22 SES 16 B, Asymmetric Higher Education Spaces and the Configuration of Work Related Aspirations of Mexican Undergraduate Students
This symposium’s main objective is to explain how Asymmetric Higher Education Spaces (AHES) intervene in the distribution of social inequality in terms of how they configure undergraduate students’ capacity aspire. It seeks to answer why students have diverse and sometimes contradictory aspirations regarding their future. Universities are understood as Asymmetric Higher Education Spaces, social entities which institute rules, mores and practices, establish conditions for recognition and criteria for equality. The different ways in which universities are configured, especially in regards to their level of academic development and to the segmentation of their social composition, put inequalities into relief. Asymmetric Higher Education Spaces are conditioned by structural factors (economic, social, political, cultural) and work to guide “future creating practices” to the extent that they can broaden or narrow students’ capacity to aspire.
How do young undergraduate students build their future? Thinking about the future implies recognizing significant changes between a “now” and a “then”. This mode of thinking requires an appropriation and handling of time in such a way that things won’t happen unless we have a degree of control over them. In this sense, the future depends on the action of social groupings and individuals. On the decisions they make to design it and build it according to certain beliefs and preferences. In a country such as Mexico, the outcome of such decisions is a disengagement of the aspiration to get a higher education and the social recognition that specific higher education spaces bring, especially among less favored groups.
Based on an index developed by (Villa Lever, et. Al. 2017) to identify and select higher education institutions based on their characteristics, values and norms, I define higher education spaces as comprising three levels of academic development: high, medium and low. They are conceived as social constructions that enable the analysis of historically localized inequalities (Restrepo, 2004: 30-31). When these historically localized inequalities intersect with dimensions such as gender, ethnicity and initial social position, higher education spaces have been seen to bind to and (re)produce the inequalities that take place in the complex of people’s everyday lives (Bustelo, 2008); they are in this sense interdependent (Braig, Costa, Goebel, 2015); they naturalize social practices that further othering and justify hierarchical orders (Nash, 2001; Nussbaum, 2006). To be able to analyze Higher education spaces in all their complexity, they have to be situated in specific contexts (Nash, 2001:23).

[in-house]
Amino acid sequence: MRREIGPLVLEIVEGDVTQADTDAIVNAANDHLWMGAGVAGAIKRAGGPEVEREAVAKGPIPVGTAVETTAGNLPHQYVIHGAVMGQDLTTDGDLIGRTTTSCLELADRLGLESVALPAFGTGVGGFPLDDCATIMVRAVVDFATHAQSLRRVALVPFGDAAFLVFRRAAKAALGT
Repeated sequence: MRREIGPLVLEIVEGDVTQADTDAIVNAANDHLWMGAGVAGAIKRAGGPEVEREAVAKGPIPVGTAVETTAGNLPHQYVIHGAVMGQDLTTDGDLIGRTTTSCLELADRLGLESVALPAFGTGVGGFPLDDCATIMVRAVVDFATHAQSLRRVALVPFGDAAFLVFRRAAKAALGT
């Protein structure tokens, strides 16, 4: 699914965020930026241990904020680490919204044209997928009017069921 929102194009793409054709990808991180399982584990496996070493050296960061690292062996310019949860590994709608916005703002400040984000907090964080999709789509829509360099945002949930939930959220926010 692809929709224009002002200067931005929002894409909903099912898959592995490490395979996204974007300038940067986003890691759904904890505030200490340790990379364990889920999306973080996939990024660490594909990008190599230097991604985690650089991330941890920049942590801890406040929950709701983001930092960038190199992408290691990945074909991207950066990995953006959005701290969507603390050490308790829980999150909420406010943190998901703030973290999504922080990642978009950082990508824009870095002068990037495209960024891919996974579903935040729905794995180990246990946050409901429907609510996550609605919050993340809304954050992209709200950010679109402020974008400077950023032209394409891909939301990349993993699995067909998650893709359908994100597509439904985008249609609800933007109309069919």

The questions that guide the research are:
- How do asymmetric higher education spaces intervene among young undergraduates in the configuration of their capacity to aspire and build their own future.
- What aspirations and wishes toward the future do young undergraduate students hold in regards to their work life, to their possibilities of social mobility, and to citizen participation.
- How do these aspirations and wishes manifest when they intersect with initial social position, gender and ethnicity?
The method we put forward is based on a survey administered to a statistical sample of young undergraduate students in six universities, three public and three private, in Mexico city and Guadalajara. In every university two bachelor programs (law and administration) were selected, as well as one engineering program (computer engineering). First and last year students from these programs were surveyed.
Selected higher education spaces have different levels of academic development : 1. By subfield: Public and Private. 2. By Type of Higher Education Space : High, Medium and Low.
The questionnaire comprises four sections : 1. General data ; 2. Educational background ; 3. Higher Education Studies : subdivided in first year and last year; 4. Aspirations towards the future as related to work, social mobility and citizenship.
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